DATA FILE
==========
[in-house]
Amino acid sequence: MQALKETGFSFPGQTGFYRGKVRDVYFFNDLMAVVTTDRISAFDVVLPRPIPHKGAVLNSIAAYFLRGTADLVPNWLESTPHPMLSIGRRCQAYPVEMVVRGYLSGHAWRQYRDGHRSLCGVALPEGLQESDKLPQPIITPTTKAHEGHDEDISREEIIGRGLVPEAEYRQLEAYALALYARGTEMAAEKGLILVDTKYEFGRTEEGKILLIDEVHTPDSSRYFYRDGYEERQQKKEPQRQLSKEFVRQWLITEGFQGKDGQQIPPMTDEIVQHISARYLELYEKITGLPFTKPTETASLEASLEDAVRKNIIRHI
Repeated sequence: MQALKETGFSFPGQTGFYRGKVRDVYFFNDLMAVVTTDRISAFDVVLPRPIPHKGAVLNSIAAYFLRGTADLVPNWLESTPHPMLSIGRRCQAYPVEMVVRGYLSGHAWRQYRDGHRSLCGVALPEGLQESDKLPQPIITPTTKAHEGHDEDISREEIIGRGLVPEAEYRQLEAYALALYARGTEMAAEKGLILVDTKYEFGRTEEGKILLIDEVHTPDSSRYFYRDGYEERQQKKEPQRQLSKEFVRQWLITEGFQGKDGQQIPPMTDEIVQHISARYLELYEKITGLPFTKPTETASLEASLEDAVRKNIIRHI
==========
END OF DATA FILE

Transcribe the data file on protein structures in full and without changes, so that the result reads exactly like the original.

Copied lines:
[in-house]
Amino acid sequence: MQALKETGFSFPGQTGFYRGKVRDVYFFNDLMAVVTTDRISAFDVVLPRPIPHKGAVLNSIAAYFLRGTADLVPNWLESTPHPMLSIGRRCQAYPVEMVVRGYLSGHAWRQYRDGHRSLCGVALPEGLQESDKLPQPIITPTTKAHEGHDEDISREEIIGRGLVPEAEYRQLEAYALALYARGTEMAAEKGLILVDTKYEFGRTEEGKILLIDEVHTPDSSRYFYRDGYEERQQKKEPQRQLSKEFVRQWLITEGFQGKDGQQIPPMTDEIVQHISARYLELYEKITGLPFTKPTETASLEASLEDAVRKNIIRHI
Repeated sequence: MQALKETGFSFPGQTGFYRGKVRDVYFFNDLMAVVTTDRISAFDVVLPRPIPHKGAVLNSIAAYFLRGTADLVPNWLESTPHPMLSIGRRCQAYPVEMVVRGYLSGHAWRQYRDGHRSLCGVALPEGLQESDKLPQPIITPTTKAHEGHDEDISREEIIGRGLVPEAEYRQLEAYALALYARGTEMAAEKGLILVDTKYEFGRTEEGKILLIDEVHTPDSSRYFYRDGYEERQQKKEPQRQLSKEFVRQWLITEGFQGKDGQQIPPMTDEIVQHISARYLELYEKITGLPFTKPTETASLEASLEDAVRKNIIRHI